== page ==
"They're perfect," she was frequently heard to say. "Any man will be happy with them because they've been raised to suffer."
Gabriel García Márquez, Chronicle of a Death Foretold


How was the world created? Is there any will or meaning behind what happens? Is there a life after death? How can we answer these questions? And most importantly, how ought we to live?
Jostein Gaarder, Sophie's World


One must imagine Sisyphus happy.
Albert Camus, "The Myth of Sisyphus" (translated by Justin O'Brien)


Sisyphus, proletarian of the gods, powerless and rebellious, knows the whole extent of his wretched condition: it is what he thinks of during his descent. The lucidity that was to constitute his torture at the same time crowns his victory. There is no fate that cannot be surmounted by scorn.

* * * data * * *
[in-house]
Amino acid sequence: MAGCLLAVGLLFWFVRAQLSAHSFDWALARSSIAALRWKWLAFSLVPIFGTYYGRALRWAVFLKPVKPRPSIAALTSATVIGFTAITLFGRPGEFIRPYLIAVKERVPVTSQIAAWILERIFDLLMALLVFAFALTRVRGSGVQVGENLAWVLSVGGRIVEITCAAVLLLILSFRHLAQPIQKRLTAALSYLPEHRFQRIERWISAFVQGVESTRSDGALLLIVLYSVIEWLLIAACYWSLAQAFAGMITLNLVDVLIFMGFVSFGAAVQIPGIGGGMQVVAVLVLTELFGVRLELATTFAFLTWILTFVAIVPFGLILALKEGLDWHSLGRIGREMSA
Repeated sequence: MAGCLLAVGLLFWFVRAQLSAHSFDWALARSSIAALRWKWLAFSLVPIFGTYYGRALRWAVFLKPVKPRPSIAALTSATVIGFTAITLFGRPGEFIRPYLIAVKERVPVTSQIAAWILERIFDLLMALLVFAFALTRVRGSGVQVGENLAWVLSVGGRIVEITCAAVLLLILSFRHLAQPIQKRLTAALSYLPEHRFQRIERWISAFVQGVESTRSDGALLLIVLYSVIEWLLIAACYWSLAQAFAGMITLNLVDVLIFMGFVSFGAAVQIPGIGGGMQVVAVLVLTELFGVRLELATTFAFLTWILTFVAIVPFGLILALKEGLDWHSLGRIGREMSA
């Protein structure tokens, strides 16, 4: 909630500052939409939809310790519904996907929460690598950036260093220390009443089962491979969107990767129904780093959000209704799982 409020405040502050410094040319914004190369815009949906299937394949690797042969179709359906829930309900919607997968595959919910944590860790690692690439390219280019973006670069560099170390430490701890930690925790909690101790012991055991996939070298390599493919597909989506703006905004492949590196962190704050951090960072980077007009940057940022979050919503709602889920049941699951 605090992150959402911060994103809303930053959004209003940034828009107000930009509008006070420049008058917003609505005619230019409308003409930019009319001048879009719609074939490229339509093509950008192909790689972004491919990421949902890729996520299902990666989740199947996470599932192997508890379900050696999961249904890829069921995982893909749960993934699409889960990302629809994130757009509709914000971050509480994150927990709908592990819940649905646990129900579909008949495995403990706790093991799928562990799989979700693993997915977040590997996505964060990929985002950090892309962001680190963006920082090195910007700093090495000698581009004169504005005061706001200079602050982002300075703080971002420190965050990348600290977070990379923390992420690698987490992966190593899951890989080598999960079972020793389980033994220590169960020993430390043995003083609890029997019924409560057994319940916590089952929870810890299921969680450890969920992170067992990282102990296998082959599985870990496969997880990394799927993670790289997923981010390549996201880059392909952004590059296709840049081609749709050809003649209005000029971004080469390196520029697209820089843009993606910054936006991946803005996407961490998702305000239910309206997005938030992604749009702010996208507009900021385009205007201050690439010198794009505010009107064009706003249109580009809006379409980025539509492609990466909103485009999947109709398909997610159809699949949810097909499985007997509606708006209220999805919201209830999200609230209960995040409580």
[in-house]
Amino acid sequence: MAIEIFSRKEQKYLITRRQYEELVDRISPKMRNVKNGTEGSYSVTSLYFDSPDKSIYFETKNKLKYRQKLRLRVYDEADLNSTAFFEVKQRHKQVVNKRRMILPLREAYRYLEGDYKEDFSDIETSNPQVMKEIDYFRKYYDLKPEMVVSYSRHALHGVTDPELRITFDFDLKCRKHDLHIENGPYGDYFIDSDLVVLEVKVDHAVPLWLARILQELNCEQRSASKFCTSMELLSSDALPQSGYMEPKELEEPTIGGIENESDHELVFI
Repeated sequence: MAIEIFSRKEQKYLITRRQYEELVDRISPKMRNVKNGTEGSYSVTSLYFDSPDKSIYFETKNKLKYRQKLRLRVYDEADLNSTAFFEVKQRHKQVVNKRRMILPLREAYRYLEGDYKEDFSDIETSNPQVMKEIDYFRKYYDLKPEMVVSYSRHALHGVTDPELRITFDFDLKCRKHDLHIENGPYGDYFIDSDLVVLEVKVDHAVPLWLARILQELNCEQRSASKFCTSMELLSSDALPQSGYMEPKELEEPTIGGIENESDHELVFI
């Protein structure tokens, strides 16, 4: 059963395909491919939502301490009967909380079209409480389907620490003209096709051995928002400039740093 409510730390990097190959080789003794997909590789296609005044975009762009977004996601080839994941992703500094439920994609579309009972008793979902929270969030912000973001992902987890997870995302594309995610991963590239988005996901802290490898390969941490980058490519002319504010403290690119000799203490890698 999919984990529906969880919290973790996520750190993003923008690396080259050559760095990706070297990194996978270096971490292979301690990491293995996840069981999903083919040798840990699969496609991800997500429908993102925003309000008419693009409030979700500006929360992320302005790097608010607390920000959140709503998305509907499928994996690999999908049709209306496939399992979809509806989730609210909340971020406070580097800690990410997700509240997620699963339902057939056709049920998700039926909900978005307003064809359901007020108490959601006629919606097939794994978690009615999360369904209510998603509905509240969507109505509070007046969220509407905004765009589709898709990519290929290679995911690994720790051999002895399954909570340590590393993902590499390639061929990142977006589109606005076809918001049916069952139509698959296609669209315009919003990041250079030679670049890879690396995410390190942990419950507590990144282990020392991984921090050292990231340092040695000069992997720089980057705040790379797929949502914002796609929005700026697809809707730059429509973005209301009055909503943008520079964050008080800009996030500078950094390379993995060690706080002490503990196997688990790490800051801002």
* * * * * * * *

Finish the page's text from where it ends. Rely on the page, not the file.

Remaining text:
Albert Camus, "The Myth of Sisyphus" (translated by Justin O'Brien)


(I am purposely using this sports expression)
Albert Camus, "The Myth of Sisyphus" (translated by Justin O'Brien)


But I know that in order to keep alive, the absurd cannot be settled. It escapes suicide to the extent that it is simultaneously awareness and rejection of death. It is, at the extreme limit of the condemned man's last thought, that shoelace that despite everything he sees a few yards away, on the very [55]brink of his dizzying fall. The contrary of suicide, in fact, is the man condemned to death.
Albert Camus, "The Myth of Sisyphus" (translated by Justin O'Brien)


It is that divorce between the mind that desires and the world that disappoints, my nostalgia for unity, this fragmented universe and the contradiction that binds them together.
Albert Camus, "The Myth of Sisyphus" (translated by Justin O'Brien)


Sin is not so much knowing (if it were, everybody would be innocent) as wanting to know.